Matt Moore


Ruby » My Ruby/Rails Setup on Mac OS X El Capitan

Aug 07, 2016

Initial Environment Setup

There are different ways to install Ruby/Rails on Mac OS. I use three main tools:

  1. On Mac OS, you really should use Homebrew. Run the setup command on the Homebrew home page.
  2. ruby-install. This provides an easy way to download and install various Ruby versions. This can be installed through Homebrew.
  3. chruby. This lets you switch between the different versions of Ruby you've installed through ruby-install. This can also be installed through Homebrew.

Once brew is installed, run the following command:

$ brew install ruby-install chruby

Let it whir and hum a bit and then ruby-install and chruby should be installed!

Installing Latest Ruby

Next, let's install the latest Ruby version:

$ ruby-install ruby

This will take a while. ruby-install has to download the source, then compile everything. Assuming your Mac isn't broken, this will eventually complete but be patient. You should eventually see a message like this:

>>> Successfully installed ruby 2.3.1 into /Users/matt/.rubies/ruby-2.3.1

Switching Between Ruby Versions

Once you've installed a given version of Ruby through ruby-install, you should be able to switch to it:

$ chruby ruby

Note that this will switch to the latest version which, at the time of this post, is 2.3.1. If you wanted to specify a version of Ruby to switch to that you have already downloaded and installed through ruby-install, you can do:

$ chruby ruby-2.3.1


$ chruby 2.3.1

You can also revert back to the original system version of Ruby your Mac had installed:

$ chruby system

If you want to see what version of Ruby you're currently on:

$ chruby
 * ruby-2.3.1


All this is great, but autoloading is really where it's at. This means that chruby will automatically load a specific version of Ruby so you don't constantly have to manually switch it with the commands listed above. To enable autoloading, open "~/.bash_profile" on your Mac and add this to the file:

source /usr/local/opt/chruby/share/chruby/
source /usr/local/opt/chruby/share/chruby/

Then run:

$ source ~/.bash_profile

This will provide the necessary scripts to autoload the correct version of Ruby.

Next, to set the version of Ruby you want to automatically load, create a new file "~/.ruby-version" and add the following:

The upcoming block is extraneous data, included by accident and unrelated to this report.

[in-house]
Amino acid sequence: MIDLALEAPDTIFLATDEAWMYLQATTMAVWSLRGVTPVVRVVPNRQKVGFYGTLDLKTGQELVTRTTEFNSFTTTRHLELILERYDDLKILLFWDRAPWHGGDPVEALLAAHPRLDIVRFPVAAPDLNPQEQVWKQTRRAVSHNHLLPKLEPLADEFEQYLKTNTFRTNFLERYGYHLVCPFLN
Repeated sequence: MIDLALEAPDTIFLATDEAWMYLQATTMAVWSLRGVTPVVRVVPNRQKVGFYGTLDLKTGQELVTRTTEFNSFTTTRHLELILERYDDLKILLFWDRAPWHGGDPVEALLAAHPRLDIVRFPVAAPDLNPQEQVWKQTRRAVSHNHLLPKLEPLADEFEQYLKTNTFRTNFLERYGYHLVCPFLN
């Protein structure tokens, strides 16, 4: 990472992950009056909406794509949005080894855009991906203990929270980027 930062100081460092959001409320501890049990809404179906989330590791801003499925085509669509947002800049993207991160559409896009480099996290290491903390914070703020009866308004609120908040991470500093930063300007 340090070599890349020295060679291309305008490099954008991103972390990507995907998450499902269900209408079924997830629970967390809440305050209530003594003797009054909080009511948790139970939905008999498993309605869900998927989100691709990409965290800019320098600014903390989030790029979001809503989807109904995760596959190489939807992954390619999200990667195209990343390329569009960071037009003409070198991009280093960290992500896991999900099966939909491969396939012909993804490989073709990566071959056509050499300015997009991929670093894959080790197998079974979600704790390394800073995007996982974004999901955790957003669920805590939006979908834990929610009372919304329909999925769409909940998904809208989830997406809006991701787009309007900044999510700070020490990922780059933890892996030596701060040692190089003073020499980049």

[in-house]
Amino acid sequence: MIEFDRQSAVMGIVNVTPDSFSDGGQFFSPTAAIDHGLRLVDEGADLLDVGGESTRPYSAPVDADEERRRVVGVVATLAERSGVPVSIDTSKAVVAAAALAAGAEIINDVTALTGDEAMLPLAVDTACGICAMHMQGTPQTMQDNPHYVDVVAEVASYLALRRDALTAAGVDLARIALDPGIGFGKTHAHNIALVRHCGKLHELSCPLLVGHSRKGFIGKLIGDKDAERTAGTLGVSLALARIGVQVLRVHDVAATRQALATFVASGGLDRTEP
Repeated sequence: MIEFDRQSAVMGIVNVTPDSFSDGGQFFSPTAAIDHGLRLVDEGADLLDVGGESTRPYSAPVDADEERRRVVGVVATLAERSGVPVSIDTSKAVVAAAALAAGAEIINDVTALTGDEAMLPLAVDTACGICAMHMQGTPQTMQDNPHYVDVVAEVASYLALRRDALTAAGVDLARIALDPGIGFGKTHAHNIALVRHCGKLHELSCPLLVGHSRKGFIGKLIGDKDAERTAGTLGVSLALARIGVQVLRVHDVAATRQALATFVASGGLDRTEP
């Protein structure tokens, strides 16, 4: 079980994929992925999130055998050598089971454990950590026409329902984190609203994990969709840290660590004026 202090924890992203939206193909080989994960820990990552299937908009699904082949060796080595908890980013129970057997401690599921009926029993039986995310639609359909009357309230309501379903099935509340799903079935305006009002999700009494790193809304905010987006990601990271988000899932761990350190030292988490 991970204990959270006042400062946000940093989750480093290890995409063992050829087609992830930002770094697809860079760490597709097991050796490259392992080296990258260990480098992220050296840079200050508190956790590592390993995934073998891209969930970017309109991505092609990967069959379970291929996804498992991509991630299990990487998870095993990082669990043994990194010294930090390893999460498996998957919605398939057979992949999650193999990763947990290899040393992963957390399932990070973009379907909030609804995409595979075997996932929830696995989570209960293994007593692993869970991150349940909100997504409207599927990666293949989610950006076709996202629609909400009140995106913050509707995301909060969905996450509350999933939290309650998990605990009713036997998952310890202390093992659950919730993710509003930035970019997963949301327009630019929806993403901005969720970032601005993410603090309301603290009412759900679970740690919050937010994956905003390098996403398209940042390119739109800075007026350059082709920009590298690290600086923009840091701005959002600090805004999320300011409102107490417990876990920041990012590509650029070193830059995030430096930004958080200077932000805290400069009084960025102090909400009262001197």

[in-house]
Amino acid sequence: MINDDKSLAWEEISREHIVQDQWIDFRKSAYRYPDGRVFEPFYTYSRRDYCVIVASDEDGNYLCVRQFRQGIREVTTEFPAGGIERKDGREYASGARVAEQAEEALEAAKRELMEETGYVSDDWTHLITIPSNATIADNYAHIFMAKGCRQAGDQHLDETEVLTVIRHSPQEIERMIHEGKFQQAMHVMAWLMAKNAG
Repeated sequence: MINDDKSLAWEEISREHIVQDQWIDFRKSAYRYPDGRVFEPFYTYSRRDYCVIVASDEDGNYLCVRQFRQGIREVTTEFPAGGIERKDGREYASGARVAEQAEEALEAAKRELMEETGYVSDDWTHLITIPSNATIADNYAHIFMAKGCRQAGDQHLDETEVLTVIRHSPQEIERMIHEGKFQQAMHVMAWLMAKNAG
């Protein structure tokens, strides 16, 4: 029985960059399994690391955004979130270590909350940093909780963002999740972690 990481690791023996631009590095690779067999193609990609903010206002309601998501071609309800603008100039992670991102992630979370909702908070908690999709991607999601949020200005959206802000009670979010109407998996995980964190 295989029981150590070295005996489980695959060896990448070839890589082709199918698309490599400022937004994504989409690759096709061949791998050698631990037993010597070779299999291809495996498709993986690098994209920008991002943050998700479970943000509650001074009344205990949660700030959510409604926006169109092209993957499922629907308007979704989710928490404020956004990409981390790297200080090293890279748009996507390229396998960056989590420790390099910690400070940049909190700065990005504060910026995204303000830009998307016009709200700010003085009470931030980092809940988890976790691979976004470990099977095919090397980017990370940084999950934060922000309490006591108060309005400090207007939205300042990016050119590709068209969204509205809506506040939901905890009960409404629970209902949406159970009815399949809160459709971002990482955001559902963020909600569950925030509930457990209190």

Voila! Now your Ruby should get auto-loaded whenever you open a new terminal session.

Installing Rails

Now that you've got the latest Ruby installed, you'll want to install Rails and Bundler for web development. This can be easily done through gem, the package manager for Ruby:

$ gem install rails bundler

Once that completes, you should now be able to create a new Rails project:

$ rails new my_awesome_web_app

A Note on Bundler

Bundler is a Ruby gem that automates a lot of tasks related to environment setup. When you've created a Rails app with a specific version of Ruby and Rails, you'll inevitably be faced with newer versions of Ruby/Rails. This is precisely why we use environment management tools like ruby-install, chruby, and bundler. When running Rails in development, you'll typically run the built-in Rails server:

$ rails s

This will allow you to visit your Rails app in your browser at http://localhost:3000. But when there is a newer version of the tools, that can cause conflicts with the Rails project you originally created. To make sure you're running the Rails project under the correct environment configuration, you'll instead want to do this:

$ bundle exec rails s

But you'll quickly find typing "bundle exec" to get really old. To help with this, I've created a command alias for my Bash shell to shorten "bundle exec" to "be". To do this, edit your "~/.bash_profile" file and append this to it:

alias be="bundle exec"

Then run:

$ source ~/.bash_profile

Now, instead of typing:

$ bundle exec rails s

you can instead type:

$ be rails s

Much nicer!